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Alone


Four hundred and ninety-five years ago tomorrow, Martin Luther nailed his Ninety-Five Theses to the door of All Saints’ Church in Wittenberg, unintentionally sparking what we now call the Protestant Reformation. The ensuing conflict demonstrated the importance of one little word: alone. But that Reformation did not end with Luther, nor is it over yet.

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Writing shortly before his death in 2000, James Montgomery Boice noted, “Having a high view of God means something more than giving glory to God . . . it means giving glory to God alone. This is the difference between Calvinism and Arminianism. While the former declares that God alone saves sinners, the latter gives the impression that God enables sinners to have some part in saving themselves. Calvinism presents salvation as the work of the triune God—election by the Father, redemption in the Son, calling by the Spirit. Furthermore, each of these saving acts is directed toward the elect, thereby infallibly securing their salvation. By contrast, Arminianism views salvation as something that God makes possible but that man makes actual. This is because the saving acts of God are directed toward different persons: the Son’s redemption is for humanity in general; the Spirit’s calling is only for those who hear the gospel; narrower still, the Father’s election is only for those who believe the gospel. Yet in none of these cases (redemption, calling, or election) does God actually secure the salvation of even one sinner! The inevitable result is that rather than depending exclusively on divine grace, salvation depends partly on a human response. So although Arminianism is willing to give God the glory, when it comes to salvation, it is unwilling to give Him all the glory. It divides the glory between heaven and earth, for if what ultimately makes the difference between being saved and being lost is man’s ability to choose God, then to just that extent God is robbed of His glory. Yet God Himself has said, ‘I will not yield My glory to another’ (Isa. 48:11).”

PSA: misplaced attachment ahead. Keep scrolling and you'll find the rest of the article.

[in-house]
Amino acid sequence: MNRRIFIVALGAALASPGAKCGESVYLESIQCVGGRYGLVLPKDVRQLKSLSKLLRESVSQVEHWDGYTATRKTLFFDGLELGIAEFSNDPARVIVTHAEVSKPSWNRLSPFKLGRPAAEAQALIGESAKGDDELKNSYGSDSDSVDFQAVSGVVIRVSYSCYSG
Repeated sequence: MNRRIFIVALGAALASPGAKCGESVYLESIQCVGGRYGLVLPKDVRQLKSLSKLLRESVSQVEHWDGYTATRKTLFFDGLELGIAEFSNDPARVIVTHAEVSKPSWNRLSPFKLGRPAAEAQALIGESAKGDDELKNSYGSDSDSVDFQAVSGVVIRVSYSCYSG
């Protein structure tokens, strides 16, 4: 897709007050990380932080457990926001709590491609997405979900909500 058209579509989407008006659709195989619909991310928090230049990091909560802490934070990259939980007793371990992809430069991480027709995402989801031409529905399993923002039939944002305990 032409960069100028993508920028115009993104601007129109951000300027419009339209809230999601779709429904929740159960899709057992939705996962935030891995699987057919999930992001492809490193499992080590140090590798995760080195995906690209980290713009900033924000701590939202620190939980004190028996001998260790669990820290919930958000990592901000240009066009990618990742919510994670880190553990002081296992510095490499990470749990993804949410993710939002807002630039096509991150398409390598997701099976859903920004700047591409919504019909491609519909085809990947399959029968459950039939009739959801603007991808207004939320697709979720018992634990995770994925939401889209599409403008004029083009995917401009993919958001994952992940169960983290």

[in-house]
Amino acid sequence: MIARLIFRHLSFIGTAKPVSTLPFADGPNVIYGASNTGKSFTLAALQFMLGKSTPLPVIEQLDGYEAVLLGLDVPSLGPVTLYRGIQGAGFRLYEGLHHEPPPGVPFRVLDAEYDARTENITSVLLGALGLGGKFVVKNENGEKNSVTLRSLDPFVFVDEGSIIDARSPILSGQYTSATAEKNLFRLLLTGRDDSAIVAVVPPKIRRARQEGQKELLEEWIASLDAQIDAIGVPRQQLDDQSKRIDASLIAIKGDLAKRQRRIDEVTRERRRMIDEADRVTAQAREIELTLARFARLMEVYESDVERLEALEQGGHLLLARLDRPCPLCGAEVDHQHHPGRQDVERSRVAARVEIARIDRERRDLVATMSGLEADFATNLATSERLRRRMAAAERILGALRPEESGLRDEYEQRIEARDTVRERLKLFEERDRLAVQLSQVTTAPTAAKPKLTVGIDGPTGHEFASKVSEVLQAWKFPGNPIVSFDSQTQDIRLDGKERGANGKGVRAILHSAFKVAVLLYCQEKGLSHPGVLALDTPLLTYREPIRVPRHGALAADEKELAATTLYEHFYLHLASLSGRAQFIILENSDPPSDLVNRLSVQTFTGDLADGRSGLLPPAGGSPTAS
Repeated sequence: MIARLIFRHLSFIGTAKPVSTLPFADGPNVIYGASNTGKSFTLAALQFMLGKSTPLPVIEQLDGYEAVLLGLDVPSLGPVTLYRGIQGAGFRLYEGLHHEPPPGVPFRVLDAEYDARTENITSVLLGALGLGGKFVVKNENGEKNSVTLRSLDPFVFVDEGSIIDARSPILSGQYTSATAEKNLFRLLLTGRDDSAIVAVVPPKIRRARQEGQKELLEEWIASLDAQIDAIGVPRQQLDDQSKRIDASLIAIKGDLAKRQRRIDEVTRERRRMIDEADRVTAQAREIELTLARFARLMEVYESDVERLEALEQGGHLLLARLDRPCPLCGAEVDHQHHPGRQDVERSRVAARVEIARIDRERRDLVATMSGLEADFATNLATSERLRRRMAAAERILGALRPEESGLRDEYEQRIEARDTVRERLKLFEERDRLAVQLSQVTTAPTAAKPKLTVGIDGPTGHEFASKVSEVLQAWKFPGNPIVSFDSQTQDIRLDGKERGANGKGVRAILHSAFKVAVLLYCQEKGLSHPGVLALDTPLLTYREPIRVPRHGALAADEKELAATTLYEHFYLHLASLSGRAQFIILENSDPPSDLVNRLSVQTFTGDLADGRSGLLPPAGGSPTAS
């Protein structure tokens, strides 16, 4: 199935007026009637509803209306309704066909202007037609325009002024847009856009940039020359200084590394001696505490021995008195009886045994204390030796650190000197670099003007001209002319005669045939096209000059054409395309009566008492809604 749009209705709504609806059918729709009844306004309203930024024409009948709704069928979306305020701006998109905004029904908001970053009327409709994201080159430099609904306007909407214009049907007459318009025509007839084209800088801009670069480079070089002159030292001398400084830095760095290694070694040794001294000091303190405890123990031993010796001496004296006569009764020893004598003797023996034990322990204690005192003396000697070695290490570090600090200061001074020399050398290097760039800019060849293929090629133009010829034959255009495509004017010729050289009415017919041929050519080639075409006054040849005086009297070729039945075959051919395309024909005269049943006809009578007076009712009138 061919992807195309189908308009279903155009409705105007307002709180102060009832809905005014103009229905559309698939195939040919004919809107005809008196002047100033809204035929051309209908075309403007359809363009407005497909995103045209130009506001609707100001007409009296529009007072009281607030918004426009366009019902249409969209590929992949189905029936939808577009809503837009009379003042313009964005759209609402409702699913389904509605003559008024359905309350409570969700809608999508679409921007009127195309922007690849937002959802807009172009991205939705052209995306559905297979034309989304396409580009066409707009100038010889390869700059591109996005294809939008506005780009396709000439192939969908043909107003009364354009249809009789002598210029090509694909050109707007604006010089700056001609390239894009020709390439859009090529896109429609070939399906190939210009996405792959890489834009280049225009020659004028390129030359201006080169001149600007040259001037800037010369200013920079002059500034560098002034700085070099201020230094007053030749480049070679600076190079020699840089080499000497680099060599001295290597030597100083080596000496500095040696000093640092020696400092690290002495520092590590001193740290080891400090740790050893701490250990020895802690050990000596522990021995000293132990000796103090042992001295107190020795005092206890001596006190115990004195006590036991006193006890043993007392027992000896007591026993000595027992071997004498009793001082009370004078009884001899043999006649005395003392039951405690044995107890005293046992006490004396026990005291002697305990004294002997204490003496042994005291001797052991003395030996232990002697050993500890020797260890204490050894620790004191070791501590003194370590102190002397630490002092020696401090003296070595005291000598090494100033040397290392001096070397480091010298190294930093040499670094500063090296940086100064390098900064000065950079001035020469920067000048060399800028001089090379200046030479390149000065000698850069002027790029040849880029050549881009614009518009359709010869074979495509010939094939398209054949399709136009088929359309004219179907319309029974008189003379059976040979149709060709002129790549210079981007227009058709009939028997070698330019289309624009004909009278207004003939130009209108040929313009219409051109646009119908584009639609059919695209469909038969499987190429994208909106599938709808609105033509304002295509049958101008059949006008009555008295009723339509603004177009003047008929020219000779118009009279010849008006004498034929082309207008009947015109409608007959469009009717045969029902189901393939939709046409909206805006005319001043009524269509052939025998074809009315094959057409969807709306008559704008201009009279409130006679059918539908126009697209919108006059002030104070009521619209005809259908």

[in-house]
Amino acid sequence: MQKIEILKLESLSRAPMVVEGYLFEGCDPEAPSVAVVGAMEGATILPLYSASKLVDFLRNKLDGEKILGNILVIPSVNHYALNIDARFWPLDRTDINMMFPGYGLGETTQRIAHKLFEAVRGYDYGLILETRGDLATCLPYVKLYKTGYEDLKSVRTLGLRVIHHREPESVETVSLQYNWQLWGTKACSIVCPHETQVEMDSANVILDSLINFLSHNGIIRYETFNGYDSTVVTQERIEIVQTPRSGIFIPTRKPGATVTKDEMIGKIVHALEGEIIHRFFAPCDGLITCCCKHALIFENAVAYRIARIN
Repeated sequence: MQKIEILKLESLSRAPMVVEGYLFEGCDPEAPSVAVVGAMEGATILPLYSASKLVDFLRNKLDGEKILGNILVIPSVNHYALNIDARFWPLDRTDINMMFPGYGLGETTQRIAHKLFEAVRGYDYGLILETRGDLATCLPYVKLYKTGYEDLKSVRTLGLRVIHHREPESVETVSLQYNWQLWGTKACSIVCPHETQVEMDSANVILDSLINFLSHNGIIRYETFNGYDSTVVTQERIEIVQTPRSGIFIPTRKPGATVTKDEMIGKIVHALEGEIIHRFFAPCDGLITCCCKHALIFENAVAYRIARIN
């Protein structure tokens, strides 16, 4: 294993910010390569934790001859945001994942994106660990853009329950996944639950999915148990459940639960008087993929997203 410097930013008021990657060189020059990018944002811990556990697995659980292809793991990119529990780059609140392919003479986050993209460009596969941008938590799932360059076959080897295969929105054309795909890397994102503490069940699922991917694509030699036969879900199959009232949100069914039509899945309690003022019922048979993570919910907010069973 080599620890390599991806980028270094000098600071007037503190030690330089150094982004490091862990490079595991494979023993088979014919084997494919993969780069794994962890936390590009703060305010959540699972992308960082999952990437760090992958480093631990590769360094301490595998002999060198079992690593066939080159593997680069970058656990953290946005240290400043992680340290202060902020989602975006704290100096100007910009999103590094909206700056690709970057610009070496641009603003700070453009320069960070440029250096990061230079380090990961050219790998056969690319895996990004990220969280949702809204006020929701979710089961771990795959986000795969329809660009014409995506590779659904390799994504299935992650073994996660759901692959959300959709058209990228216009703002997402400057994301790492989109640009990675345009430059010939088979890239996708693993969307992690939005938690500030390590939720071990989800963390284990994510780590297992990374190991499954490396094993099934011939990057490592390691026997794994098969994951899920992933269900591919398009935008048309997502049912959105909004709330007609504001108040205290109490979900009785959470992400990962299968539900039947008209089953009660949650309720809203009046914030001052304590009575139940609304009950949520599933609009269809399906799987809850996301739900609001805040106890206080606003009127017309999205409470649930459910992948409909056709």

This is why the doctrines of grace are so desperately needed in our churches. They give glory to God alone. They define salvation as being all of God. When salvation is correctly perceived in this way, then—and only then—God receives all the glory for it. Only sola gratia produces soli Deo Gloria.

—Steve Lawson, Foundations of Grace (Reformation Trust, 2006), 342.



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Posted  in: Foundations of Grace · James Montgomery Boice · Steve Lawson
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